The Basel Convention on the Control of Transboundary Movements of Hazardous Wastes and their Disposal is the most comprehensive global environmental agreement on hazardous and other wastes. It aims to protect human health and the environmentagainst the adverse effects resulting from the generation, management, transboundary movementsand disposal of hazardous and other wastes. The Basel Convention regulates the transboundary movements of hazardous...
17 May 2005 - by Philippe Rekacewicz, UNEP/GRID-Arendal
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Different approaches and overlapping definitions to waste Different approaches and overlapping definitions to waste
Waste is generated in all sorts of ways. Its composition and volume largely depend on consumption patterns and the industrial and economic structures in place. Air quality, water and soil contamination, space consumption and odors all affect our quality of life. Waste is a complex, subjective and sometimes controversial issue. There are many ways to define, describe and count it depending on how you look at it. Citizens, technicians, businessmen,...
14 Sep 2005 - by Philippe Rekacewicz, UNEP/GRID-Arendal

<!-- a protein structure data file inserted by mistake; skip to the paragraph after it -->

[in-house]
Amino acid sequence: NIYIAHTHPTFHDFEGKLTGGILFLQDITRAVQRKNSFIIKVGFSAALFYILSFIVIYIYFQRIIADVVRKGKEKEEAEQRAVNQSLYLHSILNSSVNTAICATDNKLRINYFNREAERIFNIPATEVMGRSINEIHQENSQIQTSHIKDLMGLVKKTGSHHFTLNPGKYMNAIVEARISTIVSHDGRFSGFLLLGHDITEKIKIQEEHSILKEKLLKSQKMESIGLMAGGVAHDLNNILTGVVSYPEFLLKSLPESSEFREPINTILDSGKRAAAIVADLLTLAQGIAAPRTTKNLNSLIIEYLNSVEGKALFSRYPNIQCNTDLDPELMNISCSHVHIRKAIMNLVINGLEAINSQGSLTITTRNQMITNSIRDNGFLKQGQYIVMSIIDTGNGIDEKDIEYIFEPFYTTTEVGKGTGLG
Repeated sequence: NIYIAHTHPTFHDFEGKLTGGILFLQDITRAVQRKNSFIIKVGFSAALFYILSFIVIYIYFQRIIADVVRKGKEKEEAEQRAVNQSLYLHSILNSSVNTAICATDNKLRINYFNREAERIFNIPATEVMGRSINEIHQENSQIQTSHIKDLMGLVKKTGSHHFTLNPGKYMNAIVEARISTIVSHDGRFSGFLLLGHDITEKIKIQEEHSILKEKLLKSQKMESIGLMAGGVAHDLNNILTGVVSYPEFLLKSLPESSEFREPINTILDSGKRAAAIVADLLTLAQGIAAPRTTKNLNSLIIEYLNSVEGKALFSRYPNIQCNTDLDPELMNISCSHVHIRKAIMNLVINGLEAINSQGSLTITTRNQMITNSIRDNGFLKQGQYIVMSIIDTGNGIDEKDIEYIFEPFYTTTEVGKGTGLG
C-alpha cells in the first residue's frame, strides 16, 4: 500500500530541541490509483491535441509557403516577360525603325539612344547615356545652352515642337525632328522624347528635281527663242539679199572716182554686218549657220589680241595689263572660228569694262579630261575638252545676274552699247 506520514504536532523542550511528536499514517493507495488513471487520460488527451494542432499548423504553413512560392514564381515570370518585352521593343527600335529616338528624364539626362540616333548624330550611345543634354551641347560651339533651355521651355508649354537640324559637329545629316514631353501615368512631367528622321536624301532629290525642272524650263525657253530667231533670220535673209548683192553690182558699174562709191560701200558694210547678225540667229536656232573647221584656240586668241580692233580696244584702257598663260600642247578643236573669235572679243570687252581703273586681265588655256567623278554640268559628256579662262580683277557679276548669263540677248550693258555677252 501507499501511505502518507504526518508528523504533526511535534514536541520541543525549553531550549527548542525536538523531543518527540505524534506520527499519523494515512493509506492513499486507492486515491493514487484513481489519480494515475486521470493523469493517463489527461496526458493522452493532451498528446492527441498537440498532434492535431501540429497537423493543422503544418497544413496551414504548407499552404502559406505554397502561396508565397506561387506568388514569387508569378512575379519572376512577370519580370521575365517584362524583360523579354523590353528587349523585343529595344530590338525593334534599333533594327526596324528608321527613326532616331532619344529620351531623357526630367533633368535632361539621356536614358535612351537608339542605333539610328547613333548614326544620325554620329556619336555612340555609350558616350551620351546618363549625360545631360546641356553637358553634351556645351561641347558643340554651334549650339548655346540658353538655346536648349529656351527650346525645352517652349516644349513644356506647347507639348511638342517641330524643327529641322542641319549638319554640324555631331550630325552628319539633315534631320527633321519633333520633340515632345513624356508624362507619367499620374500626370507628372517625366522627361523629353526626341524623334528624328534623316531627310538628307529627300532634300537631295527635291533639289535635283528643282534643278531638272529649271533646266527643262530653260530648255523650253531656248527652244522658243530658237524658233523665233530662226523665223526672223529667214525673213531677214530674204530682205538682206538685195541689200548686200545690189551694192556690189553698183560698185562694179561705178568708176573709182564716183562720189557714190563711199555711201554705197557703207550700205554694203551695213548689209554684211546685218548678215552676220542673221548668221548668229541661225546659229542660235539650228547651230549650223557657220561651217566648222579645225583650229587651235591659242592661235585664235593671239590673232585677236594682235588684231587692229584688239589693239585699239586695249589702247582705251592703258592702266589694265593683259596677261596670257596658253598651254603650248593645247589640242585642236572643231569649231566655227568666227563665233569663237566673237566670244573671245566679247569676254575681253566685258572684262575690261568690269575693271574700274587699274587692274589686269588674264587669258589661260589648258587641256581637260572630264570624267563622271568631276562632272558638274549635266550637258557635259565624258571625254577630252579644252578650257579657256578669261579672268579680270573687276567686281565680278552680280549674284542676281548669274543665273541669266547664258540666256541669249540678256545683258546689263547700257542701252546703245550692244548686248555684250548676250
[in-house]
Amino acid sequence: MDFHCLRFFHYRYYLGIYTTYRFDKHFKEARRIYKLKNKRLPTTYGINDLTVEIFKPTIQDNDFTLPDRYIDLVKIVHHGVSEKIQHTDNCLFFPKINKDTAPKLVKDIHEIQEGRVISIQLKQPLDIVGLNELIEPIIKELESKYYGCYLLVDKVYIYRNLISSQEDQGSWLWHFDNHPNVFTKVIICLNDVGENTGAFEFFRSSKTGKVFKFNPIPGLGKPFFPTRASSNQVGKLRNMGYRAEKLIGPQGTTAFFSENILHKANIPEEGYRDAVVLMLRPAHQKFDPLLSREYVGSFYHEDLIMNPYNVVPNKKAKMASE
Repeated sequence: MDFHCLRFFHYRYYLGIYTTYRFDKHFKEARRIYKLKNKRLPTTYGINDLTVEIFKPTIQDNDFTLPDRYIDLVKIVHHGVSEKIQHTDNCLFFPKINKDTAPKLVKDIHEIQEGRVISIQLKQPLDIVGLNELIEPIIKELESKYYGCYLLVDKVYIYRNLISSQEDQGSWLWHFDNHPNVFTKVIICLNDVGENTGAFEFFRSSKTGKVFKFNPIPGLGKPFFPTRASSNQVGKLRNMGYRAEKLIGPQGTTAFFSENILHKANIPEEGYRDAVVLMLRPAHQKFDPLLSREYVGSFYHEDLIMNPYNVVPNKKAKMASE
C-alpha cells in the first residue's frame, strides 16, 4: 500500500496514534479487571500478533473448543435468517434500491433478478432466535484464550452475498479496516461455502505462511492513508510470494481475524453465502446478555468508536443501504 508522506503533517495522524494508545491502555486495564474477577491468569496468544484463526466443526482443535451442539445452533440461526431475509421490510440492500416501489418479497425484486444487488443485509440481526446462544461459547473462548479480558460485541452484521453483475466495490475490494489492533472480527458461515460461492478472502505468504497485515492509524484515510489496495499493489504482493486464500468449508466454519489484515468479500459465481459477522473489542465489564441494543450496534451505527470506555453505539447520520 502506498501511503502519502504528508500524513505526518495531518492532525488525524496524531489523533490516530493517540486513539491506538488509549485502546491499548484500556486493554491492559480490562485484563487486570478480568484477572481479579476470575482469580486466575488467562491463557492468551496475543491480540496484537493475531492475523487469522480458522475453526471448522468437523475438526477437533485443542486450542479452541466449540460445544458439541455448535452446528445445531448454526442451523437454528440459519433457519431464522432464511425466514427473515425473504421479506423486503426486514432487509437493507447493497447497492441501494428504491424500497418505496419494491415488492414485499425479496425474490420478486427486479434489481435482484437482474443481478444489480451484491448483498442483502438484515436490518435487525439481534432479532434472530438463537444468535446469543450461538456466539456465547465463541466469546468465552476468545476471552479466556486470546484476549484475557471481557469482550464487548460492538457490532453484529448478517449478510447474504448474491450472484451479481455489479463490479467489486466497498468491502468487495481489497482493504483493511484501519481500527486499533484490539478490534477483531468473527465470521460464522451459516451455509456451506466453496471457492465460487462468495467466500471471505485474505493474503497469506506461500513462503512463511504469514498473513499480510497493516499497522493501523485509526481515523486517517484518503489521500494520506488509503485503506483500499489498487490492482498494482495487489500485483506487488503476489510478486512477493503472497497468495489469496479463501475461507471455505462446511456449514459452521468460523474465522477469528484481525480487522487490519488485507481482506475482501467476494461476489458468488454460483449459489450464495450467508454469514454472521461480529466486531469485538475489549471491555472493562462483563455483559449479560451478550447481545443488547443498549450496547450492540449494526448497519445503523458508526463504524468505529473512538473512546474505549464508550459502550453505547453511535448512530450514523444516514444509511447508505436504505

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Gold production of the Ok Tedi mine Gold production of the Ok Tedi mine
The Ok Tedi mine is located high in the rain forest covered Star Mountains of Papua New Guinea. Prior to 1981 the local Wopkaimin people lived a subsistence existence in one of the most isolated places on earth. That was before the 10 000 strong town of Tabubil suddenly appeared in the middle of their community. The Ok Tedi mine was built on the world’s largest gold and copper deposit (gold ore capping the main copper deposit).
17 May 2005 - by Philippe Rekacewicz, UNEP/GRID-Arendal
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Raw material consumption in United States and Western Europe (Steel, aluminium, plastics and cement) Raw material consumption in United States and Western Europe (Steel, aluminium, plastics and cement)